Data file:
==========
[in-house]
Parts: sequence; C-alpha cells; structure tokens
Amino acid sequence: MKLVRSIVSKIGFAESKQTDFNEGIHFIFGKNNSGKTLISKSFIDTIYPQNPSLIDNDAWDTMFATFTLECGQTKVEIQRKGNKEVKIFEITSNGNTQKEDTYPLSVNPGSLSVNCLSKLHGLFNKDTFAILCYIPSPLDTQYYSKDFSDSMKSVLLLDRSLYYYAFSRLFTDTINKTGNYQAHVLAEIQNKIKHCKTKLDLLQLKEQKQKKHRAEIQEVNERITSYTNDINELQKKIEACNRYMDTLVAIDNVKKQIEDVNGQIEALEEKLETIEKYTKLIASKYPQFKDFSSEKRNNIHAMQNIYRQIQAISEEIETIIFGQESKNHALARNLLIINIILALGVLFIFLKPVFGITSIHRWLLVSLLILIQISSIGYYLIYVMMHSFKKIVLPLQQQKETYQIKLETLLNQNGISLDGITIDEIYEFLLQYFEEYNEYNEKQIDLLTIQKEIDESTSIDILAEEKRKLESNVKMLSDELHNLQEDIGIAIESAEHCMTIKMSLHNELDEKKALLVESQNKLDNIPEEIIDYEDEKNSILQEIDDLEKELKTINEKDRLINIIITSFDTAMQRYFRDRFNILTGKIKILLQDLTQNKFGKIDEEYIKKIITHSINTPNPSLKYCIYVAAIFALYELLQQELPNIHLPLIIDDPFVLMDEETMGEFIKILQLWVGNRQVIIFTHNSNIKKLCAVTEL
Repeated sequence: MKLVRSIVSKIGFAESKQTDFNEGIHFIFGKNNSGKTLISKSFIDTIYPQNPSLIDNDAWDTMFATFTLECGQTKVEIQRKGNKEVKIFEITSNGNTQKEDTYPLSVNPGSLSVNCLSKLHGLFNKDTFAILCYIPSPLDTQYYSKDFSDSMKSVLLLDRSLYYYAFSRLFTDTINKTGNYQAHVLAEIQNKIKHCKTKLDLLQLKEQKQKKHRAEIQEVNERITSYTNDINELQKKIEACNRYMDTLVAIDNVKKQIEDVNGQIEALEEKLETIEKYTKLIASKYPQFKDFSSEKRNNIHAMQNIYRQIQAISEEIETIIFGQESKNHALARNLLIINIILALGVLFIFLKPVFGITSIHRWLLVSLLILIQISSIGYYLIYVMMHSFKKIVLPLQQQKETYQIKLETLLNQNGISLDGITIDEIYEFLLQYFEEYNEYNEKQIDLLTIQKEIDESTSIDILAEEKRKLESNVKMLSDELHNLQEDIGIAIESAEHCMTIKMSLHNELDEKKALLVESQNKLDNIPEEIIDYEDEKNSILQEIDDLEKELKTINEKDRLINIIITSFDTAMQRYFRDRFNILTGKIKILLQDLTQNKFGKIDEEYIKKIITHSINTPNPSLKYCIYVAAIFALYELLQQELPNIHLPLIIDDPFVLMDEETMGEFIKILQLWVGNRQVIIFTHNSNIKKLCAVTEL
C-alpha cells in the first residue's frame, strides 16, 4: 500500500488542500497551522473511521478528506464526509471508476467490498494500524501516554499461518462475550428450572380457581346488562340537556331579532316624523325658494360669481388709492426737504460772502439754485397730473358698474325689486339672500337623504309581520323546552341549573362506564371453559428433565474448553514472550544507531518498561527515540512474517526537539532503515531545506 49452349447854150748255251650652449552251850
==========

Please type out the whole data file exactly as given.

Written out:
[in-house]
Parts: sequence; C-alpha cells; structure tokens
Amino acid sequence: MKLVRSIVSKIGFAESKQTDFNEGIHFIFGKNNSGKTLISKSFIDTIYPQNPSLIDNDAWDTMFATFTLECGQTKVEIQRKGNKEVKIFEITSNGNTQKEDTYPLSVNPGSLSVNCLSKLHGLFNKDTFAILCYIPSPLDTQYYSKDFSDSMKSVLLLDRSLYYYAFSRLFTDTINKTGNYQAHVLAEIQNKIKHCKTKLDLLQLKEQKQKKHRAEIQEVNERITSYTNDINELQKKIEACNRYMDTLVAIDNVKKQIEDVNGQIEALEEKLETIEKYTKLIASKYPQFKDFSSEKRNNIHAMQNIYRQIQAISEEIETIIFGQESKNHALARNLLIINIILALGVLFIFLKPVFGITSIHRWLLVSLLILIQISSIGYYLIYVMMHSFKKIVLPLQQQKETYQIKLETLLNQNGISLDGITIDEIYEFLLQYFEEYNEYNEKQIDLLTIQKEIDESTSIDILAEEKRKLESNVKMLSDELHNLQEDIGIAIESAEHCMTIKMSLHNELDEKKALLVESQNKLDNIPEEIIDYEDEKNSILQEIDDLEKELKTINEKDRLINIIITSFDTAMQRYFRDRFNILTGKIKILLQDLTQNKFGKIDEEYIKKIITHSINTPNPSLKYCIYVAAIFALYELLQQELPNIHLPLIIDDPFVLMDEETMGEFIKILQLWVGNRQVIIFTHNSNIKKLCAVTEL
Repeated sequence: MKLVRSIVSKIGFAESKQTDFNEGIHFIFGKNNSGKTLISKSFIDTIYPQNPSLIDNDAWDTMFATFTLECGQTKVEIQRKGNKEVKIFEITSNGNTQKEDTYPLSVNPGSLSVNCLSKLHGLFNKDTFAILCYIPSPLDTQYYSKDFSDSMKSVLLLDRSLYYYAFSRLFTDTINKTGNYQAHVLAEIQNKIKHCKTKLDLLQLKEQKQKKHRAEIQEVNERITSYTNDINELQKKIEACNRYMDTLVAIDNVKKQIEDVNGQIEALEEKLETIEKYTKLIASKYPQFKDFSSEKRNNIHAMQNIYRQIQAISEEIETIIFGQESKNHALARNLLIINIILALGVLFIFLKPVFGITSIHRWLLVSLLILIQISSIGYYLIYVMMHSFKKIVLPLQQQKETYQIKLETLLNQNGISLDGITIDEIYEFLLQYFEEYNEYNEKQIDLLTIQKEIDESTSIDILAEEKRKLESNVKMLSDELHNLQEDIGIAIESAEHCMTIKMSLHNELDEKKALLVESQNKLDNIPEEIIDYEDEKNSILQEIDDLEKELKTINEKDRLINIIITSFDTAMQRYFRDRFNILTGKIKILLQDLTQNKFGKIDEEYIKKIITHSINTPNPSLKYCIYVAAIFALYELLQQELPNIHLPLIIDDPFVLMDEETMGEFIKILQLWVGNRQVIIFTHNSNIKKLCAVTEL
C-alpha cells in the first residue's frame, strides 16, 4: 500500500488542500497551522473511521478528506464526509471508476467490498494500524501516554499461518462475550428450572380457581346488562340537556331579532316624523325658494360669481388709492426737504460772502439754485397730473358698474325689486339672500337623504309581520323546552341549573362506564371453559428433565474448553514472550544507531518498561527515540512474517526537539532503515531545506 49452349447854150748255251650652449552251850